NEW YORK (
) -- Nevada -- or more specifically the Las Vegas Strip -- may not be the epicenter it once was to the gaming market.
users are split on this theory, with 52.7% saying that the Nevada gaming market is still as important, while 47.3% say it isn't. What's notable about that, of course, is that had we issued this poll five years ago the disparity would likely have been far greater, with far more investors proclaiming Nevada the be all and end all.
Part of this shift in perception clearly owes to the growth of Macau; the Chinese gambling enclave saw gaming revenues soar 48% in December.
Las Vegas Sands
determined to capitalize on Macua's growth, issuing initial public offerings of its assets in the area on the Hong Kong stock exchange.
is following their lead, and is currently in the process of looking for investment bankers to work on the offering, according to reports on Friday.
Meanwhile, in the United States, regional gaming markets also continue to grow in significance. Legislation that would bring table games to Pennsylvania casinos was passed earlier this month. Similar legislation was passed last year in West Virginia and is currently pending in Ohio.
As a result, the expansion of gambling in other states has brought some attention to lesse- known casino operators, such as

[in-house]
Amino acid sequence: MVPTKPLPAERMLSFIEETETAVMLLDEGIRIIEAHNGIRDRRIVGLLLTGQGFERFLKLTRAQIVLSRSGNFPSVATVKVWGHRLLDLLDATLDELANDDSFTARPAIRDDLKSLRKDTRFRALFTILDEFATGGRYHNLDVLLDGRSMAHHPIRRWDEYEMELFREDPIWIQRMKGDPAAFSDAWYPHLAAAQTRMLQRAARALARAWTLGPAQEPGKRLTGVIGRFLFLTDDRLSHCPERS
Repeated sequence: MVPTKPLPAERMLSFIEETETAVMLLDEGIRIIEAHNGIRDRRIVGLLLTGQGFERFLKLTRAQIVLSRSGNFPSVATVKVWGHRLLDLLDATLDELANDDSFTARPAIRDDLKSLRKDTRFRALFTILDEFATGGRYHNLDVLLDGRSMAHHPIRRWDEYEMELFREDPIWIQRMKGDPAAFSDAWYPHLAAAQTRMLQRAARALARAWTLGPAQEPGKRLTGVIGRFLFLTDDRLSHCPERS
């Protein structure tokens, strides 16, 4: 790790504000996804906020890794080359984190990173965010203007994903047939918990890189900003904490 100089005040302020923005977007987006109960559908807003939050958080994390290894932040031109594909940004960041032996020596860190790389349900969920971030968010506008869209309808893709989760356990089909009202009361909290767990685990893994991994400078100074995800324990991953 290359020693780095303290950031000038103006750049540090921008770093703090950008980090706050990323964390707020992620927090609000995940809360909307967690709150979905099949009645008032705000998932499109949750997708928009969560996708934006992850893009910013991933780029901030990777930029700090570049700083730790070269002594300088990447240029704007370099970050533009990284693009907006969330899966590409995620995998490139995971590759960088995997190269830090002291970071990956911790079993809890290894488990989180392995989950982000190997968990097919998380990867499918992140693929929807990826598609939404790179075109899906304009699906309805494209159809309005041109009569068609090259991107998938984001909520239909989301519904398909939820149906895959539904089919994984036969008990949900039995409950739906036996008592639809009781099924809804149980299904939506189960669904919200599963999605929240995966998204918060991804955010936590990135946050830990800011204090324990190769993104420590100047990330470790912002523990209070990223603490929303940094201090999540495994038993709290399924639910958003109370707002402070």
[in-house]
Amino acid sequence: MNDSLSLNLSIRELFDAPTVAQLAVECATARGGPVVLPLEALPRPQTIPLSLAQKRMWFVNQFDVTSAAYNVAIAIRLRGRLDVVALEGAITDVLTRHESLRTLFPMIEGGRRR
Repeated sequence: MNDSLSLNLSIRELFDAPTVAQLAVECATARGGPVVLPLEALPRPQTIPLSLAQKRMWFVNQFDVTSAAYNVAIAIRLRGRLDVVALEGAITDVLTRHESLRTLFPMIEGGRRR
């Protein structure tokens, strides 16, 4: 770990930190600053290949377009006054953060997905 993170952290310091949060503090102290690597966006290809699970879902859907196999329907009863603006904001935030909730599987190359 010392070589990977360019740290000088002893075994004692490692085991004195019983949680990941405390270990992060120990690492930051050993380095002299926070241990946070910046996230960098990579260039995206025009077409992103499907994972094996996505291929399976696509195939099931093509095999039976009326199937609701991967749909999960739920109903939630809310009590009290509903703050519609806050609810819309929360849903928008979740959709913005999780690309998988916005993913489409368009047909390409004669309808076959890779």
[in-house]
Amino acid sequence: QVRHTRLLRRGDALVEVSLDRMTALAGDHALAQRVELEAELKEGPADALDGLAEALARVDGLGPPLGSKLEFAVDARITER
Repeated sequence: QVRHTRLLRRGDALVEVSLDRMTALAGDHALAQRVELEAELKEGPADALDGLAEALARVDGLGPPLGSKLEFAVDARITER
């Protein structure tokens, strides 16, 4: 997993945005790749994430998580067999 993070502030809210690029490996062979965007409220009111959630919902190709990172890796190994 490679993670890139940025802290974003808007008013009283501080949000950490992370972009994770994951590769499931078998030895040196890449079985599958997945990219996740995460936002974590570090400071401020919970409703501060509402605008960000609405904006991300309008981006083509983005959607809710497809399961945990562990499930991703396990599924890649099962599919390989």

Penn National Gaming
None of which means that Las Vegas isn't still vital to the gaming industry in its own right. MGM's CityCenter opening in December, for one, brought investor attention back to the strip.
Likewise, in November, Nevada saw its first increase in gaming revenue in nearly two years. Earlier this week the Gaming Control Board reported a 4% jump to $873.2 million in November. On the Las Vegas Strip, revenue also climbed 8.3% to $473.8 million.
In the Nevada locals market, gaming revenues were up 19% on the Boulder Strip and 21% in North Las Vegas during the month.
Gaming revenue in the state is significantly tied to convention business. As big firms cut back on expenses, trips to Las Vegas were frowned upon. In November, though, convention business rose 3.6% year-over-year.
-- Reported by Jeanine Poggi in New York.
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